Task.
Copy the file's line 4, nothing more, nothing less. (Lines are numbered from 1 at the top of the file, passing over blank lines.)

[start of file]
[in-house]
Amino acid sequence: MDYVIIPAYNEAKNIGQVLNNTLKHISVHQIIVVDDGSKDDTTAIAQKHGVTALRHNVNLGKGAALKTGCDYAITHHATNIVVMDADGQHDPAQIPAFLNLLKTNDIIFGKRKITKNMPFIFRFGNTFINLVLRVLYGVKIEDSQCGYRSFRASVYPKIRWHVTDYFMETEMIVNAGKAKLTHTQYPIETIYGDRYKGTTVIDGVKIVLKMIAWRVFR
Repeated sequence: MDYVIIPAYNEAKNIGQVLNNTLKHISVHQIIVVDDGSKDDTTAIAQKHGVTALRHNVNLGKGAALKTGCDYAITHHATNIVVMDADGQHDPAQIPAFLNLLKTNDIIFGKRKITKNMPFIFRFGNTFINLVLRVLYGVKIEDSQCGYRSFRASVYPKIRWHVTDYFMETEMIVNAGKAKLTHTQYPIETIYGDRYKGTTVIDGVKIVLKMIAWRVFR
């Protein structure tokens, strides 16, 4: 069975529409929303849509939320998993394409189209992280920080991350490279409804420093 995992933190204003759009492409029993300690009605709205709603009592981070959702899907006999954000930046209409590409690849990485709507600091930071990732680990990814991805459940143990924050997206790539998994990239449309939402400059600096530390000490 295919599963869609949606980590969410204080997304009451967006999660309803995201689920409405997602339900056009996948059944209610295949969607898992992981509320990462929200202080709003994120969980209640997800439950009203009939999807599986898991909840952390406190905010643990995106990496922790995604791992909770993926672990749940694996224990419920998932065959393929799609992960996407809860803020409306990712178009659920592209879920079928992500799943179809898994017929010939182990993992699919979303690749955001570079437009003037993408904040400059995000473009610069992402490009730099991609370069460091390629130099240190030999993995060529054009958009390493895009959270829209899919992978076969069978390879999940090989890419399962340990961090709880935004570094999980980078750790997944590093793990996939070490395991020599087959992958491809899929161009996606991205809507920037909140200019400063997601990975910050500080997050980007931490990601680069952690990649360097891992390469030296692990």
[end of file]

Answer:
């Protein structure tokens, strides 16, 4: 069975529409929303849509939320998993394409189209992280920080991350490279409804420093 995992933190204003759009492409029993300690009605709205709603009592981070959702899907006999954000930046209409590409690849990485709507600091930071990732680990990814991805459940143990924050997206790539998994990239449309939402400059600096530390000490 295919599963869609949606980590969410204080997304009451967006999660309803995201689920409405997602339900056009996948059944209610295949969607898992992981509320990462929200202080709003994120969980209640997800439950009203009939999807599986898991909840952390406190905010643990995106990496922790995604791992909770993926672990749940694996224990419920998932065959393929799609992960996407809860803020409306990712178009659920592209879920079928992500799943179809898994017929010939182990993992699919979303690749955001570079437009003037993408904040400059995000473009610069992402490009730099991609370069460091390629130099240190030999993995060529054009958009390493895009959270829209899919992978076969069978390879999940090989890419399962340990961090709880935004570094999980980078750790997944590093793990996939070490395991020599087959992958491809899929161009996606991205809507920037909140200019400063997601990975910050500080997050980007931490990601680069952690990649360097891992390469030296692990």